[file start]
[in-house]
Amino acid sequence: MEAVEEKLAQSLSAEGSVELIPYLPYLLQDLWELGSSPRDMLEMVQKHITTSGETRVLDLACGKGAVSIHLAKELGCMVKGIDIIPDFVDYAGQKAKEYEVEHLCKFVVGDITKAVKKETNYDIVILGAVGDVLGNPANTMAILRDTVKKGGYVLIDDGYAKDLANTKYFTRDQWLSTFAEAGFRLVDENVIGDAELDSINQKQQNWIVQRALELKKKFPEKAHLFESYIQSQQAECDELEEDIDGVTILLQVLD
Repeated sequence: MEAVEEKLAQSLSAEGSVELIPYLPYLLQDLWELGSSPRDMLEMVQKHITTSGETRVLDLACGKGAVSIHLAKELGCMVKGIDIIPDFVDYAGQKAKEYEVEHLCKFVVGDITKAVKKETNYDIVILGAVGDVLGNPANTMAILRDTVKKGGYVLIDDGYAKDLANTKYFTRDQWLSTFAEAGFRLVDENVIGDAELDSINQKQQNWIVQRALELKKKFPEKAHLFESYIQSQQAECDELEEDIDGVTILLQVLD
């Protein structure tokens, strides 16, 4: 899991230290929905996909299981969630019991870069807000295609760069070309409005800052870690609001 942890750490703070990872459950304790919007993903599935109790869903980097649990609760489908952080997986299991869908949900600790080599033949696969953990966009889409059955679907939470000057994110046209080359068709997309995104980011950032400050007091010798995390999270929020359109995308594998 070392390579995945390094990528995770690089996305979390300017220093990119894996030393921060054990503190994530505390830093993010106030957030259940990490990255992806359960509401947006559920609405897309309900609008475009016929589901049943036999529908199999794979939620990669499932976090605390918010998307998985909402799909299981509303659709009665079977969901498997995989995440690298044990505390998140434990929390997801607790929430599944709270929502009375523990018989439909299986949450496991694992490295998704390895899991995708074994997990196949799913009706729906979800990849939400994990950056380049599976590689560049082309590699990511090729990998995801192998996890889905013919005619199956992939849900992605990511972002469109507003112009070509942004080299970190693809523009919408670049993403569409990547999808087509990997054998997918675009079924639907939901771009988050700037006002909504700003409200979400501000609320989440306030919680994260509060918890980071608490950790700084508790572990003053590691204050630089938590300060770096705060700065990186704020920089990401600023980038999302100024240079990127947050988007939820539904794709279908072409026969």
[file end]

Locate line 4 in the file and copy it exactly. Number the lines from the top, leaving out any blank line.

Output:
């Protein structure tokens, strides 16, 4: 899991230290929905996909299981969630019991870069807000295609760069070309409005800052870690609001 942890750490703070990872459950304790919007993903599935109790869903980097649990609760489908952080997986299991869908949900600790080599033949696969953990966009889409059955679907939470000057994110046209080359068709997309995104980011950032400050007091010798995390999270929020359109995308594998 070392390579995945390094990528995770690089996305979390300017220093990119894996030393921060054990503190994530505390830093993010106030957030259940990490990255992806359960509401947006559920609405897309309900609008475009016929589901049943036999529908199999794979939620990669499932976090605390918010998307998985909402799909299981509303659709009665079977969901498997995989995440690298044990505390998140434990929390997801607790929430599944709270929502009375523990018989439909299986949450496991694992490295998704390895899991995708074994997990196949799913009706729906979800990849939400994990950056380049599976590689560049082309590699990511090729990998995801192998996890889905013919005619199956992939849900992605990511972002469109507003112009070509942004080299970190693809523009919408670049993403569409990547999808087509990997054998997918675009079924639907939901771009988050700037006002909504700003409200979400501000609320989440306030919680994260509060918890980071608490950790700084508790572990003053590691204050630089938590300060770096705060700065990186704020920089990401600023980038999302100024240079990127947050988007939820539904794709279908072409026969």